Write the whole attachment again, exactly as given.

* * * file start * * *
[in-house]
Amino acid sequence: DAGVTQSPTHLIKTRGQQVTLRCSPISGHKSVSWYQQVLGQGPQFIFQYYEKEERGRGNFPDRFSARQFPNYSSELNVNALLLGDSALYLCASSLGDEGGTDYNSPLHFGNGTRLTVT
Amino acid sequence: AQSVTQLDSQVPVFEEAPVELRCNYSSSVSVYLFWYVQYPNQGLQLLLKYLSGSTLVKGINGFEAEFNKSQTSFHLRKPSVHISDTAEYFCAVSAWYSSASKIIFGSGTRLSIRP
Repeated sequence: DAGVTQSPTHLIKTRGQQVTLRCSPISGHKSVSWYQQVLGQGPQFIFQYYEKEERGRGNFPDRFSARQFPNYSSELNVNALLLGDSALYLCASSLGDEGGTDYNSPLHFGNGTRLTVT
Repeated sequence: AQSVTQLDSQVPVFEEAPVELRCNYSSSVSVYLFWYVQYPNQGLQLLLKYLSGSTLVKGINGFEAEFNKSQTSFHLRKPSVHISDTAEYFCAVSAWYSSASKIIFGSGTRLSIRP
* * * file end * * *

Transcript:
[in-house]
Amino acid sequence: DAGVTQSPTHLIKTRGQQVTLRCSPISGHKSVSWYQQVLGQGPQFIFQYYEKEERGRGNFPDRFSARQFPNYSSELNVNALLLGDSALYLCASSLGDEGGTDYNSPLHFGNGTRLTVT
Amino acid sequence: AQSVTQLDSQVPVFEEAPVELRCNYSSSVSVYLFWYVQYPNQGLQLLLKYLSGSTLVKGINGFEAEFNKSQTSFHLRKPSVHISDTAEYFCAVSAWYSSASKIIFGSGTRLSIRP
Repeated sequence: DAGVTQSPTHLIKTRGQQVTLRCSPISGHKSVSWYQQVLGQGPQFIFQYYEKEERGRGNFPDRFSARQFPNYSSELNVNALLLGDSALYLCASSLGDEGGTDYNSPLHFGNGTRLTVT
Repeated sequence: AQSVTQLDSQVPVFEEAPVELRCNYSSSVSVYLFWYVQYPNQGLQLLLKYLSGSTLVKGINGFEAEFNKSQTSFHLRKPSVHISDTAEYFCAVSAWYSSASKIIFGSGTRLSIRP